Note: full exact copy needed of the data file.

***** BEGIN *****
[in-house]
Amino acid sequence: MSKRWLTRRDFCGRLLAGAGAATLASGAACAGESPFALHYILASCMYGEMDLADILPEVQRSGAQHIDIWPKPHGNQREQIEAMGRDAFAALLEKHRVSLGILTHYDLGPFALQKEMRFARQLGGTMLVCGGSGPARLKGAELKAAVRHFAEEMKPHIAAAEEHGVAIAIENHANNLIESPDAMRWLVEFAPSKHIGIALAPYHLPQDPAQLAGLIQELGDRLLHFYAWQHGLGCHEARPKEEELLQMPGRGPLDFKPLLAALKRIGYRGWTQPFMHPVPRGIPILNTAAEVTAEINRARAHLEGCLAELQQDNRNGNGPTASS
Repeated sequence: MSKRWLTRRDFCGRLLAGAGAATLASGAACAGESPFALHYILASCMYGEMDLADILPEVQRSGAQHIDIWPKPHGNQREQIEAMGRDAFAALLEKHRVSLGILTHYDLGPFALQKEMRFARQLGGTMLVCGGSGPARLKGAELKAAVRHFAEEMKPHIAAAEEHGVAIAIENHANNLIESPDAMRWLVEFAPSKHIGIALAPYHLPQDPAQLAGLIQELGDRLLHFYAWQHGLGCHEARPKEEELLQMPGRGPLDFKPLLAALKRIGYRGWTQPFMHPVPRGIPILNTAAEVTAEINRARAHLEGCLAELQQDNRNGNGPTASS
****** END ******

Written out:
[in-house]
Amino acid sequence: MSKRWLTRRDFCGRLLAGAGAATLASGAACAGESPFALHYILASCMYGEMDLADILPEVQRSGAQHIDIWPKPHGNQREQIEAMGRDAFAALLEKHRVSLGILTHYDLGPFALQKEMRFARQLGGTMLVCGGSGPARLKGAELKAAVRHFAEEMKPHIAAAEEHGVAIAIENHANNLIESPDAMRWLVEFAPSKHIGIALAPYHLPQDPAQLAGLIQELGDRLLHFYAWQHGLGCHEARPKEEELLQMPGRGPLDFKPLLAALKRIGYRGWTQPFMHPVPRGIPILNTAAEVTAEINRARAHLEGCLAELQQDNRNGNGPTASS
Repeated sequence: MSKRWLTRRDFCGRLLAGAGAATLASGAACAGESPFALHYILASCMYGEMDLADILPEVQRSGAQHIDIWPKPHGNQREQIEAMGRDAFAALLEKHRVSLGILTHYDLGPFALQKEMRFARQLGGTMLVCGGSGPARLKGAELKAAVRHFAEEMKPHIAAAEEHGVAIAIENHANNLIESPDAMRWLVEFAPSKHIGIALAPYHLPQDPAQLAGLIQELGDRLLHFYAWQHGLGCHEARPKEEELLQMPGRGPLDFKPLLAALKRIGYRGWTQPFMHPVPRGIPILNTAAEVTAEINRARAHLEGCLAELQQDNRNGNGPTASS